Mr. Robbins is correct that two of the factors the Court must consider in weighing the reliability of confidential source information are not present, as neither source had firsthand observation of Mr. Robbins' activities and they provided the information to law enforcement over a year before law enforcement applied for a search warrant. See Sutton, 742 F.3d at 773. But these factors are not dispositive. CS#1 informed law enforcement that the Robbins Organization had been distributing marijuana for fifteen years, [Prewitt Affidavit at 16 ¶ 32], and law enforcement surveillance of several suspected indoor marijuana grow houses confirmed the existence of an extensive and ongoing criminal enterprise. In situations such as this, "when the affidavit refers to facts that indicate ongoing continuous criminal activity, " the "[p]assage of time [factor] is less critical." United States v. Pless, 982 F.2d 1118, 1126 (7th Cir. 1992); see United States v. Mitten, 592 F.3d 767, 775 (7th Cir. 2010) (citing cases). Moreover, whether the confidential sources' information was based on personal observation or hearsay is irrelevant when the information is otherwise trustworthy. See Hollingsworth, 495 F.3d at 805 ("[W]e have repeatedly stated that a search warrant need not be based on first-hand observations.... If the individuals providing the informant's statement to the magistrate are reliable, then it makes little difference whether there are one or two levels of hearsay.").

In any event, the strength of the remaining two factors overwhelms any doubt cast by these deficiencies. Both confidential sources provided numerous details regarding Mr. Robbins' activities, several of which law enforcement corroborated and none of which law enforcement determined to be incorrect. In the end, "[r]eliability is the touchstone for determining whether an informant's statement is sufficient to establish probable cause, " Hollingsworth, 495 F.3d at 805, and the independent corroboration of the confidential sources' information sufficiently establishes the reliability of their statements and the existence of probable cause.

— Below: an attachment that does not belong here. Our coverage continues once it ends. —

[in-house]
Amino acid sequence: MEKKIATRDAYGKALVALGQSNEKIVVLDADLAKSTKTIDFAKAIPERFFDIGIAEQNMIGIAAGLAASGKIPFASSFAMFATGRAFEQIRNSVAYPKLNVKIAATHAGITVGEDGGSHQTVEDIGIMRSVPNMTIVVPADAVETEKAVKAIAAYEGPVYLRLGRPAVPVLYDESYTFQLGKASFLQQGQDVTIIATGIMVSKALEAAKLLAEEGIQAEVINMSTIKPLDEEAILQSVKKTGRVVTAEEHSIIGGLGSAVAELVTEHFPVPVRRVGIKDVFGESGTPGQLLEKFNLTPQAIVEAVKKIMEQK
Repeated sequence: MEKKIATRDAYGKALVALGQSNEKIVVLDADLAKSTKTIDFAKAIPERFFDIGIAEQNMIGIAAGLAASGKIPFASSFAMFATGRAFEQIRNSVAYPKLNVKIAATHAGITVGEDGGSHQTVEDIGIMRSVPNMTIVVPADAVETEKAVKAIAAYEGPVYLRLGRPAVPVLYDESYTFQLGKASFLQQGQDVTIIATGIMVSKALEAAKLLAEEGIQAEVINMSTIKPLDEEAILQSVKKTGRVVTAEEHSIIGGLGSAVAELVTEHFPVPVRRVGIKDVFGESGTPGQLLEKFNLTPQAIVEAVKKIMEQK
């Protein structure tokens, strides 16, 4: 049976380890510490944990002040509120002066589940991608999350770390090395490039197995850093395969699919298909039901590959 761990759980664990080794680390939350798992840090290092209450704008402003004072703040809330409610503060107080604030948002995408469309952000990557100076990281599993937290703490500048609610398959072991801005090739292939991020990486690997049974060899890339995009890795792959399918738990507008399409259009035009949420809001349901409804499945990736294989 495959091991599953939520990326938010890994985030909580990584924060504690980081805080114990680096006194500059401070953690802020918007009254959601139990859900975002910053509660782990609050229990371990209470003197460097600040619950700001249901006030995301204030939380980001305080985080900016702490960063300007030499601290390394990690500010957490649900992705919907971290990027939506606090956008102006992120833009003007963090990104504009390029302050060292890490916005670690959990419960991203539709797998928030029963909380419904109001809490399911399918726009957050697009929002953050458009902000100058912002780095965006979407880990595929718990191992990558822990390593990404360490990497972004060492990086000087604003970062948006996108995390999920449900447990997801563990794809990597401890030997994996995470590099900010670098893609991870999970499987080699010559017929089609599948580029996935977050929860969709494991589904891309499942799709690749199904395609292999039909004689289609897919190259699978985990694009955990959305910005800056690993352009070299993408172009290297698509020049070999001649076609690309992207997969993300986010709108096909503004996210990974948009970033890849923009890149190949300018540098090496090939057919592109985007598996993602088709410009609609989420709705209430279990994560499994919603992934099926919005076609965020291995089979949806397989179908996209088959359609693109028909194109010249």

One issue related to probable cause remains outstanding. At this point, the Court has concluded that the Prewitt Affidavit is sufficient to establish probable cause that Mr. Robbins was engaged in drug trafficking. But the Government acknowledges that the Prewitt Affidavit contained "no indication that [Mr.] Robbins' [r]esidence was being used as a grow site, " [dkt. 119 at 3], even though the search warrant Mr. Prewitt challenges authorized the search of his residence. However, as the Government rightly points out, the Seventh Circuit has repeatedly held that the "Government need not provide direct evidence that fruits of the crime or other evidence will be found in the location specified: The magistrate judge is entitled to draw reasonable inferences about where evidence is likely to be kept, and [s]he need only conclude that it would be reasonable to seek the evidence in the place indicated in the affidavit." Curry, 538 F.3d at 729 (citation and quotation marks omitted); see United States v. Lamon, 930 F.2d 1183, 1188 (7th Cir. 1991) ("Warrants may be issued even in the absence of [d]irect evidence linking criminal objects to a particular site.") (alteration in original) (citation and quotation marks omitted). Indeed, the Seventh Circuit has explicitly recognized that "[i]n the case of drug dealers, evidence is likely to be found where the dealers live." Orozco, 576 F.3d at 745 (alteration in original) (citation and quotation marks omitted).

In Orozco, the "only support for a link between [the defendant's] home and the sought-after evidence of drug dealing and gang activity was [the] Agent['s]... belief-informed by his decade of experience as a narcotics investigator-that [the defendant], as second-in-command of the Aurora Latin Kings gang, would keep drug- and gang-related evidence at his home." Id. at 749. The Seventh Circuit upheld the determination that probable cause existed, stating that "[t]he issuing magistrate judge was entitled to credit [the Agent's] lengthy experience and high degree of confidence that the sought-after evidence was very likely to be found in [the defendant's] home." Id. at 750. As in Orozco, the magistrate judge in this case could rely on Agent Prewitt's attestation that the residence in question is "the primary residence of [Mr.] Robbins, and... based on [his] training and experience, persons involved in the drug trade commonly keep at the[ir] residence computers, cellular phones, U.S. Current, documents, ledgers..., and items associated with the cultivation, harvesting and distribution of marijuana."[1] [ Id. at 44 ¶ 67.]